Textual requirements specifications are full of text, but also numbers. We tend to think that the most important content of a requirements specification are the actions expected as the translation of the high level needs, the main systems and subsystems after a system decomposition, stakeholder names… but we also find numbers on such documents.
Therefore, in the same way you take care of the proper use of all the aforementioned concepts (actions, stakeholders, system elements…) you also have to take care of the proper use of your numbers.
Here are some tips on how to properly use numbers in your requirements specifications:
- If you want your requirements to be verifiable, always use units with your numbers: “The system shall connect to GPS Satellites, it must connect to at least 4 in less than 10 seconds” could be understood by humans, but should be improved as “The system shall be capable of connecting to GPS Satellites, at least 4 satellites shall be connected in less than 10 seconds”
- When the units are for length, weight…. Please use those metrics consistently all along your project; meters and yards are commonly not welcomed within the same projects. See How to set up consistency metrics with RQA
- If possible, use ranges to make those numbers more “verifiable”. E.g. “When the car is stopped for more than 20 seconds, the oil temperature shall be kept in 80º Celsius +/- 5%”
- Don’t use very large ranges “… +/- 90%” or “… 10 +/- 8 seconds”… are not good ranges!
- A number is always better than other quantifiers: “some”, “most”, “a few”….
- A number is also better than some adverbs. For example “… in less than 5 seconds” always better than “…rapidly”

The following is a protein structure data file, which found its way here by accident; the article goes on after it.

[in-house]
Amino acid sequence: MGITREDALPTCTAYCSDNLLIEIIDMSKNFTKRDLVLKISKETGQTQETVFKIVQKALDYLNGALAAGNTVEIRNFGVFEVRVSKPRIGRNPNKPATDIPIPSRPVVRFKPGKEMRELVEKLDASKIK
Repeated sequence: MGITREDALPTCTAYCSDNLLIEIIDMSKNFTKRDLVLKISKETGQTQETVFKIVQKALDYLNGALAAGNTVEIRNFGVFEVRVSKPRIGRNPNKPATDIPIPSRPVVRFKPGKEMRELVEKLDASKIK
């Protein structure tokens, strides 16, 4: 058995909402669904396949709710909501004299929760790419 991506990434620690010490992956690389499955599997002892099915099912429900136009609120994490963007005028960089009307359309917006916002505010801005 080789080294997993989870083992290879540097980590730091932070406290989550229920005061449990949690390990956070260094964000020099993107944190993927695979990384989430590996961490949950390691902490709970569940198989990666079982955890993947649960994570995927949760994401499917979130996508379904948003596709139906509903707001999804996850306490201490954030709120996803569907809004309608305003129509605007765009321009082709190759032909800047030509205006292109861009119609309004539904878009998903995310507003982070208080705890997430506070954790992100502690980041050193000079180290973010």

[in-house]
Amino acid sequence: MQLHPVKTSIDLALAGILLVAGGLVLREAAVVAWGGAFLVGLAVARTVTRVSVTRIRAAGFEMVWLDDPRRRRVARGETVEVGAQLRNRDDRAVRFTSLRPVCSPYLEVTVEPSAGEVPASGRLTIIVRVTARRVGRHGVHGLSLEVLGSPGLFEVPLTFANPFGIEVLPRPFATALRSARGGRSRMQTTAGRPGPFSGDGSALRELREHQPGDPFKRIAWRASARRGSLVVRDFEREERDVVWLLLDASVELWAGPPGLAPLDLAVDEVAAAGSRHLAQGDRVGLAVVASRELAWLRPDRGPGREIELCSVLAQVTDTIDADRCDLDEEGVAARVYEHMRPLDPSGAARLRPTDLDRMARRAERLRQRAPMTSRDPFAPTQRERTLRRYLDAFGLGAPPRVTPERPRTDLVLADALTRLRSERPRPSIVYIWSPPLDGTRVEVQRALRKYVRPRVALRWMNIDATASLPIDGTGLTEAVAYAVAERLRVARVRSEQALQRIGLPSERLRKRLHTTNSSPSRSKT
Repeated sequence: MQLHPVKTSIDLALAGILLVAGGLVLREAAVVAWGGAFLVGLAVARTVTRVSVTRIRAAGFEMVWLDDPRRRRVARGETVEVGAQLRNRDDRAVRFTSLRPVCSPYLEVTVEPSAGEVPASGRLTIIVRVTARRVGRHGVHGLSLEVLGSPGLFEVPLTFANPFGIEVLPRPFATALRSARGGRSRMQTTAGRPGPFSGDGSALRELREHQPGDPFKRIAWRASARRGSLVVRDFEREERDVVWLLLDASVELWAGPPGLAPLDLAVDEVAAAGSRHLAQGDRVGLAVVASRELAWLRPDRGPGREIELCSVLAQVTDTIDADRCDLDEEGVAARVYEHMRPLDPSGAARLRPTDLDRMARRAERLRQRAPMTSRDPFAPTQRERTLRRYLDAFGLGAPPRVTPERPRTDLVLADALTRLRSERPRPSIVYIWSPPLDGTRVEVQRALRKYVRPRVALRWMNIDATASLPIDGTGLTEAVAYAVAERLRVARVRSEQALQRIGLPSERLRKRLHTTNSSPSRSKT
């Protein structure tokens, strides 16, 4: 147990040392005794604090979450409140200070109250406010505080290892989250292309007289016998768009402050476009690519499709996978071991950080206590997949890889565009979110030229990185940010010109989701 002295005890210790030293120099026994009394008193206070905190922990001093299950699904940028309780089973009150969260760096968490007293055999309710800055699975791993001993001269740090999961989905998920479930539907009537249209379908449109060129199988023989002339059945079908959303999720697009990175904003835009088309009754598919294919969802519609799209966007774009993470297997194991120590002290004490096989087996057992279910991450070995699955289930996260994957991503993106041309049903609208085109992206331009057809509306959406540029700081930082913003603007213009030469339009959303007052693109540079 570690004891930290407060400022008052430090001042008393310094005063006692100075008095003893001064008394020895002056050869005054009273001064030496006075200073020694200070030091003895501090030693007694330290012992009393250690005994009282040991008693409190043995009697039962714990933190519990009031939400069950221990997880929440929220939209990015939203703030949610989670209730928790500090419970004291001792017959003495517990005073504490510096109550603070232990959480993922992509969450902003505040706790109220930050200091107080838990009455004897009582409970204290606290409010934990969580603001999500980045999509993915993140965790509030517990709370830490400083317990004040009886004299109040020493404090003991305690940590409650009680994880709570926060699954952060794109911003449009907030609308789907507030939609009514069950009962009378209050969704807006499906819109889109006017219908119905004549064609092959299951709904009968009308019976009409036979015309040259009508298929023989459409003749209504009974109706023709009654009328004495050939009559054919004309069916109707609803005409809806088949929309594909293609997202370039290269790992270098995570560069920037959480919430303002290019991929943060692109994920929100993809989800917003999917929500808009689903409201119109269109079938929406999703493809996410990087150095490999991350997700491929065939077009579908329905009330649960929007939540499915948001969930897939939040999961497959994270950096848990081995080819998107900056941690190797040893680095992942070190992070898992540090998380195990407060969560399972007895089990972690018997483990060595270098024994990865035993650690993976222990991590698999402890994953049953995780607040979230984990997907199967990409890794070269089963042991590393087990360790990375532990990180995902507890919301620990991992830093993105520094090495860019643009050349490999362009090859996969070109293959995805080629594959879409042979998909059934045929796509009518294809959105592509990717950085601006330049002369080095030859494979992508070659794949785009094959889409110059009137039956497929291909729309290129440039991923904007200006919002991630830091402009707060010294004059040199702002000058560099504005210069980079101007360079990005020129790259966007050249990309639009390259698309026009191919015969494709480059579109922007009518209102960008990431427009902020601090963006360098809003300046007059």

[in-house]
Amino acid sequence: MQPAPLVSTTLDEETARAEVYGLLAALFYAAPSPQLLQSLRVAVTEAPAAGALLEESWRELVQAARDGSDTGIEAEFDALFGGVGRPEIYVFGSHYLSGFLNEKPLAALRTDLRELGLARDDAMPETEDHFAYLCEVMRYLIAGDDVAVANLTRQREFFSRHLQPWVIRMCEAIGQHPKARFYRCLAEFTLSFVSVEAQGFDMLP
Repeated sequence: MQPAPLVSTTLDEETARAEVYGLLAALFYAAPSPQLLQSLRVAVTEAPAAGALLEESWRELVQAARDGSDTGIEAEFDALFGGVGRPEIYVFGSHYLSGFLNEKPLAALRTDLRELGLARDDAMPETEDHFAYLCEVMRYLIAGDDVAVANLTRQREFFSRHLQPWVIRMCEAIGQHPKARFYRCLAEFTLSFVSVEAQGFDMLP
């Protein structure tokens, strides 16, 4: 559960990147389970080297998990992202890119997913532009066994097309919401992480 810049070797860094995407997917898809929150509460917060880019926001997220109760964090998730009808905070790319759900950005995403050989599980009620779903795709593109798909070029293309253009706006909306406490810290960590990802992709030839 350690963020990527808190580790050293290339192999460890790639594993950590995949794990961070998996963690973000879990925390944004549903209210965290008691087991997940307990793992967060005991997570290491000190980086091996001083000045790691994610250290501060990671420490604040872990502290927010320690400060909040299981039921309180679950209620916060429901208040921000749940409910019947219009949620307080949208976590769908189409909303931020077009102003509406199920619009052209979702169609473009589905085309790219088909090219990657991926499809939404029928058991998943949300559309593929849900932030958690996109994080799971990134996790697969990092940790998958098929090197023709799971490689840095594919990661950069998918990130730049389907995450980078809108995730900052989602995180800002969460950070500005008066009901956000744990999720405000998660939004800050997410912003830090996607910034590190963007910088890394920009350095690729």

- Avoid expressions such as “100% reliable” unless you’re sure that this “100%” is achievable and verifiable
- Some verbal structures (reduce, increase…) can sometimes be further qualified with a number: e.g. “When the temperature is greater than 90ºC, it must be reduced rapidly” is not a good requirements “… it must be reduced until 65ºC +/- 5% in less than 10 seconds” or “When the temperature reaches 90ºC the freezing system shall operate for 10 seconds”
- If some magnitudes (e.g. speed) are referred in two different measurement systems (e.g. miles per hour and kilometers per hour), you must do it consistently and concisely. That is, if your company/project agrees on this way of dealing with speed “The ABS system shall be disabled when the speed of the car is below 5 mph (8 km/h)”, check that:
- You don’t miss the “km/h” reference in other requirements
- You’re not too verbose on that; avoid rambling like in “… 5 mph (what according to the conversion rate is around 8 km/h)”
- You always write these two units in the same order, avoid “… 8 km/h (5 mph)” if you use “… 5 mph (8 km/h)” in the rest of the document/project
- You use a calculator, avoid wrong calculus as in “… 5 mph (52 km/h)”
The Requirements Quality Suite (RQS) includes a number of out-of-the-box metrics to deal with the proper use of numbers in your specification. RQS metrics can also be complemented with a number to parameterized or pattern-based metrics that can even extend the capabilities for checking numbers in your requirements documents and requirements specifications.